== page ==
Just be grateful that you don't own any domains. They get hijacked by spammers regularly, and these events can generate thousands of bounced spams in a single day. I've heard about schemes to authentic e-mail but none have ever caught on but even that would not help much when millions of Windows boxes are running spambots. Maybe in Internet v3.
     
  22. ihabime macrumors 6502

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    Jan 12, 2005
    #22
    Sheesh, you mention the V-word once and everybody jumps on you :p
    I mentioned spoofing too, but nobody is yelling at me for that...

    To the OP, when you say "email from some poor random soul that replied to the "sent" email." Do you mean that the people receiving the emails are total strangers and not people in your address book?

    If that's true, then I don't think it's as big problem. It sounds like they are just randomly generating spoofed return addresses for comcast. I used to get that all the time on RoadRunner, they use fake RR addresses to spam, it gets them past the filters since RR considers it's own customers trustworthy.
     
  23. MisterMe macrumors G4

    MisterMe

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    USA
    #23
    It's not always about you. There are several people who ran down the blind alley of viruses and other unlikely causes of the OP's problem. You are just one of them. As for my post, I used the word virus once. The word was included in the middle of a bullet list that dismissed five possibilities as the prospective cause of the OP's problems. It went right over your head that I when I quoted your reference to Office, I was dismissing Microsoft as a cause of the OP's problem.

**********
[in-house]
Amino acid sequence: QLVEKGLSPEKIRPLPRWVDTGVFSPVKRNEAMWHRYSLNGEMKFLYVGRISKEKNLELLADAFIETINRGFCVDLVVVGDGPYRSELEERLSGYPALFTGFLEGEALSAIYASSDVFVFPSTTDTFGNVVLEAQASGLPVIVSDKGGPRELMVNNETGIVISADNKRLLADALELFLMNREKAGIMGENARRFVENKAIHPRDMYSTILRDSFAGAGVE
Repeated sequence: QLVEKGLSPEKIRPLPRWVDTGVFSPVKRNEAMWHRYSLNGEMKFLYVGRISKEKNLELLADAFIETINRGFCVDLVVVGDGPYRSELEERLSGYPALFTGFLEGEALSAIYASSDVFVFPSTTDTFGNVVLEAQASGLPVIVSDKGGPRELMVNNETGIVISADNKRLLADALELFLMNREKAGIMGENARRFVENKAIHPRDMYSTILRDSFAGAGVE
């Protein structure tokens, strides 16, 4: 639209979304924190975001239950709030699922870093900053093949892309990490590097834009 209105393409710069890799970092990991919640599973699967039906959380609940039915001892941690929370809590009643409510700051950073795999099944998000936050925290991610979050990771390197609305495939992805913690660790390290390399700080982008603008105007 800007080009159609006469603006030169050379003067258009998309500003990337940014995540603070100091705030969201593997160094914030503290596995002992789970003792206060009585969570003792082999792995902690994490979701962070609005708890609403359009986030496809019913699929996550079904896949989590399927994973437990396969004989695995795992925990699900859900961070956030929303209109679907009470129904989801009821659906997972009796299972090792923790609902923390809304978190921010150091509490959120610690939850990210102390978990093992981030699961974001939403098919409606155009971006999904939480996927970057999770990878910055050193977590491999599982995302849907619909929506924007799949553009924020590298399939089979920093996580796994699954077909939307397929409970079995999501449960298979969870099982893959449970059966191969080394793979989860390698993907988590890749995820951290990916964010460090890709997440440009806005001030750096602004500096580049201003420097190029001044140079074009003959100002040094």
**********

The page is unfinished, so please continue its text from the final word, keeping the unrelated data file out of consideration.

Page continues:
24. MacNoobie thread starter macrumors 6502a

    MacNoobie

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    #24
    So an update the messages continued to a prospective client of mine twice the most recent one at 9:43 am this morning (its now 12:24). I talked to Comcast support which is almost like talking to a brick wall since the lady wanted me to install McAfee Security Suite on my Mac and kept calling it a PC specifically. I've stopped using Entourage and used Mail (still happens) and the ONLY thing I've noticed differently between the "rogue" emails and legit ones are the rogue one has Javamail.root@sz0147a.emeryville.ca.mail.comcast.net as the In-Reply-To. The legit ones dont have the Javamail.root portion just the random ID but everything else looks legit had the Apple Message framework v930.3 in the Mime Type, Apple Mail 2.930.3 in the X-Mailer etc etc so it looks like Mail sent it (it also tagged Entourage also).

    I'm on the verge of reinstalling OSX (no archive and install) and reinstalling most of my software (there goes like 2 days at least). Running ClamXav now to see if it will pick up anything (doubtful)
     
  25. IJ Reilly macrumors P6

    IJ Reilly

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    #25
    You have correctly stated the nonexistent value of such a measure, but still you are thinking of trying it?

    I didn't completely reread this thread, but IIRC, nobody suggested that the problem has anything to do with OSX, and everything to do with spoofed e-mail addresses, about which you can do absolutely nothing except abandon that e-mail address and use a different one.